Look back at 1990 Bills meant to sting

Posted by ESPN.com's Tim Graham
Excuse the good people of Western New York if their television ratings for Thursday night's vice presidential debate don't match the national average.

Many of them will be reliving the most agonizing night of their sporting lives.

Nearly two decades after Scott Norwood's kick soared outside the right upright in Super Bowl XXV, there wouldn't seem to be any new ground to cover. But NFL Network's compelling documentary series "America's Game: The Missing Rings" provides a glimpse of the 1990 Bills that will make the loss feel plenty raw. The episode debuts at 10 p.m.

Alec Baldwin narrates the episode, which is anchored by stark interviews with head coach Marv Levy, quarterback Jim Kelly and linebacker Darryl Talley talking about their loss to the New York Giants.

It was the closest the Bills came to winning one of their four straight Super Bowl appearances.

Here are some of the excerpts:

"Knock, knock. Who's there? Owen. Owen Who? Oh and 8." -- Talley, recalling a joke before Levy took over.

"We would give up stupid plays. We missed tackles in that game, and we usually didn't miss tackles. I missed one that I think was one of the most crucial plays of the game. I went right over the top of [Giants quarterback Jeff Hostetler]. I take full responsibility for it. I wish I could take all of them back, but none more than that." -- Talley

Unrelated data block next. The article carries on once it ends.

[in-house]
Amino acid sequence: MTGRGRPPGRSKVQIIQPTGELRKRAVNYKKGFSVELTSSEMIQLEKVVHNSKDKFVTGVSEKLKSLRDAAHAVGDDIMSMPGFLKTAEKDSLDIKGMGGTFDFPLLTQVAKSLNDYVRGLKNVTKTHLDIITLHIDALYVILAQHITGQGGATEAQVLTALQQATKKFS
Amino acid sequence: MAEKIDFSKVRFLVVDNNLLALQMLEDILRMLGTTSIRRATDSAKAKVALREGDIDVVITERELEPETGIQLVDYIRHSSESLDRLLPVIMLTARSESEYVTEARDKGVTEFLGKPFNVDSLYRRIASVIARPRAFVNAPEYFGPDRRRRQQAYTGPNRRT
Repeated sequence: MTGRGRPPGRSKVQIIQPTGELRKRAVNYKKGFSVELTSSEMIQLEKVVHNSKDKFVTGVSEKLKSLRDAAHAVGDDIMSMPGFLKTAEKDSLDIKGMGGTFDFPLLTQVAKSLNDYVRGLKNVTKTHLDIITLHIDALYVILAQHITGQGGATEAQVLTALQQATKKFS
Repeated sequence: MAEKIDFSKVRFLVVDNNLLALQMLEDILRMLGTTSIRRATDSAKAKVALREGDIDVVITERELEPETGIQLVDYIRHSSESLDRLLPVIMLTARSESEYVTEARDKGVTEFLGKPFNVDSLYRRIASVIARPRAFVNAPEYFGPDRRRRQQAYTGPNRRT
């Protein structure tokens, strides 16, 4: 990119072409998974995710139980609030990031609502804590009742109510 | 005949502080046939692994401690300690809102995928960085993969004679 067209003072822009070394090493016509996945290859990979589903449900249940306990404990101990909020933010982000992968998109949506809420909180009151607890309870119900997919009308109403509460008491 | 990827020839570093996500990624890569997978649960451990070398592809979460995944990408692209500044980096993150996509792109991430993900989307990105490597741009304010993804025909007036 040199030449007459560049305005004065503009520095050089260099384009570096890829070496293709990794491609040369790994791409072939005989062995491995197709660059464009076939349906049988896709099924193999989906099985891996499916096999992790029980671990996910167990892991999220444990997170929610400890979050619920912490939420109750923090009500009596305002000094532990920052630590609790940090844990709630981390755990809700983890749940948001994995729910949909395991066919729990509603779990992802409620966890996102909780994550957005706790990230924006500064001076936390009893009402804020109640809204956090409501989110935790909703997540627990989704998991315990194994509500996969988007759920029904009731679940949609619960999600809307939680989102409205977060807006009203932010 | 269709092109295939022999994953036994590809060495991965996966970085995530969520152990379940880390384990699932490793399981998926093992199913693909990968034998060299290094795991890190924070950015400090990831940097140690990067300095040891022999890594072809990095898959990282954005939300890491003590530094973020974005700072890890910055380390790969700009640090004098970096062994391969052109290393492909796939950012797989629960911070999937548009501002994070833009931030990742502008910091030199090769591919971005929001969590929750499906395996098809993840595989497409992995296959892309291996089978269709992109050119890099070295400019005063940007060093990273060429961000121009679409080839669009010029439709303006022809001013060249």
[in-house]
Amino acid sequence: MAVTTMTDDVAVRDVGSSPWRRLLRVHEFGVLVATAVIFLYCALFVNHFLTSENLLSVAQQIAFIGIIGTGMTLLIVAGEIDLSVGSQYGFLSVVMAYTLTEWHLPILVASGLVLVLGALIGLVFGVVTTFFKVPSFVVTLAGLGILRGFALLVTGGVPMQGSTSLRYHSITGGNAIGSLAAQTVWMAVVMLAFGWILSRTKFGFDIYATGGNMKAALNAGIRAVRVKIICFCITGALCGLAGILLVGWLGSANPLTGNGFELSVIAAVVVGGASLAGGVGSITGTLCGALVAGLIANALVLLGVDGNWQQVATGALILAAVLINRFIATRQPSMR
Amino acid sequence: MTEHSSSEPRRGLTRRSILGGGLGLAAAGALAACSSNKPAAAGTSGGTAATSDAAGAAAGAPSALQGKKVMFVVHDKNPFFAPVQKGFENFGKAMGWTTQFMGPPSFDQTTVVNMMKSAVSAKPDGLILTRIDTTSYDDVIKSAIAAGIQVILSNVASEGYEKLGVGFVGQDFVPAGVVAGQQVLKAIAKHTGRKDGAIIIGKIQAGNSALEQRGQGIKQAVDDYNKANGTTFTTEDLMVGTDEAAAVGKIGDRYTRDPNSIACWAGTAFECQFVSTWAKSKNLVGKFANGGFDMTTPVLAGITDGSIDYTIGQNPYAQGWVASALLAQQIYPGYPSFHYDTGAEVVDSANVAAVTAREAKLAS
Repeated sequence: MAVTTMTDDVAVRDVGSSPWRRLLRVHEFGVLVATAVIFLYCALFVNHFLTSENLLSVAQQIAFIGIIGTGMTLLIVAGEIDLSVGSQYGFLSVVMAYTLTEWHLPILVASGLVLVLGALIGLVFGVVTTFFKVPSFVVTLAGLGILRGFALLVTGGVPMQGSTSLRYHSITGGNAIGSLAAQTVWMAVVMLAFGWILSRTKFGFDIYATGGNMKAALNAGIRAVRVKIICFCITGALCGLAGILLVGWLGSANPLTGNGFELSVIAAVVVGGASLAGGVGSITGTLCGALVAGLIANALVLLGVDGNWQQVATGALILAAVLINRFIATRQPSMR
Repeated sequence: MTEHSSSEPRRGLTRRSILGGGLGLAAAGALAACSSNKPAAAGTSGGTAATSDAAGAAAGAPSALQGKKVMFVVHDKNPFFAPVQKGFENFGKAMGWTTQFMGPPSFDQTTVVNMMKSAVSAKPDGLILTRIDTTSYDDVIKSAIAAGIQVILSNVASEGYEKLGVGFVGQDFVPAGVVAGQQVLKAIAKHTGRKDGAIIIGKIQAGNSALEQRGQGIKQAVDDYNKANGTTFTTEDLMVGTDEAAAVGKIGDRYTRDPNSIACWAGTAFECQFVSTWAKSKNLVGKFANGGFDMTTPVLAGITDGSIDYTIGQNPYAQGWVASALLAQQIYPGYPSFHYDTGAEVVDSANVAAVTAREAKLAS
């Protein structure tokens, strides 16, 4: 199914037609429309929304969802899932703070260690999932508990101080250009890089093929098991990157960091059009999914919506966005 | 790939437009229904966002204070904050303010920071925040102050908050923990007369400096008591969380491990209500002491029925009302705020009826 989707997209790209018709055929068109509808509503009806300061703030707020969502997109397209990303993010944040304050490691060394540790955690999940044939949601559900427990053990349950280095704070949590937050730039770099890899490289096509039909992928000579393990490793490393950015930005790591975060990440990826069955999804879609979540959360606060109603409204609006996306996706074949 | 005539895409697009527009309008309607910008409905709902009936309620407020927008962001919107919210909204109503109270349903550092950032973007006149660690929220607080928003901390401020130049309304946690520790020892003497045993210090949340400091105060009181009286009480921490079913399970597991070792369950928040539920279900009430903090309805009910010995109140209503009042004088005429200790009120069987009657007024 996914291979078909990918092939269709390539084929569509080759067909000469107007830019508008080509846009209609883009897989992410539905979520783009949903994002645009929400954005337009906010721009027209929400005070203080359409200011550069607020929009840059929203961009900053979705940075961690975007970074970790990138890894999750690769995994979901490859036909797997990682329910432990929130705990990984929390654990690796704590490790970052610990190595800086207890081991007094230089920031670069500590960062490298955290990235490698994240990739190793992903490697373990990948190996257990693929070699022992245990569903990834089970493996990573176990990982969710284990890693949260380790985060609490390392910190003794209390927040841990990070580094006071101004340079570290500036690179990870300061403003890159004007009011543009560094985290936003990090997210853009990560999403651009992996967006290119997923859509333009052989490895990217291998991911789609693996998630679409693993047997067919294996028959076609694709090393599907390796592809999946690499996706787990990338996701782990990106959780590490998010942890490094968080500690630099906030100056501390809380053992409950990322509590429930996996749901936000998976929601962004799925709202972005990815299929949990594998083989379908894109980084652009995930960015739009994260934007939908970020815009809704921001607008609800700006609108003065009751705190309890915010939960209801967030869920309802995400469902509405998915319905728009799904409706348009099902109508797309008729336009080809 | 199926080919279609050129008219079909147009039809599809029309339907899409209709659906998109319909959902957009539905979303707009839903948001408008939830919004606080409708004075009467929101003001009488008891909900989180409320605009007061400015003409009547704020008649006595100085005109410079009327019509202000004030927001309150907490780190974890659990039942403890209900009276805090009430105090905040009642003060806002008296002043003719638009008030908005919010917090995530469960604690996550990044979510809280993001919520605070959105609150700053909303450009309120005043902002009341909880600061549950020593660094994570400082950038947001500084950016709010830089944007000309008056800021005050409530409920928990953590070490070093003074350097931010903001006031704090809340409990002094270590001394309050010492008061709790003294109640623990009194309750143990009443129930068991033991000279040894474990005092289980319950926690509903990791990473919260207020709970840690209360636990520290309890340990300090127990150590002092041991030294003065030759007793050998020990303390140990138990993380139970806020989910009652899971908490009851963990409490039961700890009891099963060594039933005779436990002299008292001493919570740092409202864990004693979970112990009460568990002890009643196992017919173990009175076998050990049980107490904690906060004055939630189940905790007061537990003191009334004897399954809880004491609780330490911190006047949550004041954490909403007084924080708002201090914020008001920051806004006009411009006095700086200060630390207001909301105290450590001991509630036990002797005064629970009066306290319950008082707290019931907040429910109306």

"It came down to everything I dreamt of as a little kid. Two minutes left in the game, the ball is in my hands and it's the Super Bowl. I knew the confidence we had in our kicker. My goal was to get inside the 30-yard line." -- Kelly

"If there was any thought in my mind, believe it or not, was if [Norwood] makes this shot, there are still four seconds left. What do we do?" -- Levy

"Don't worry about it. I missed tackles. The game should never have come down to that. We all had chances to make plays that would have made a difference." -- Talley, recalling what he said to Norwood after the miss

"After we lost the second Super Bowl, I was on a call-in show and I had a fan on a call tell me, 'Coach, I can't take it anymore. I don't want to go back to the Super Bowl next year. It hurts too much.' I told him, 'I appreciate your anguish. I share it. But I'm glad you're not on my team.'" -- Levy

"We all had to take the blame. We had four bites at that apple, but never swallowed." -- Talley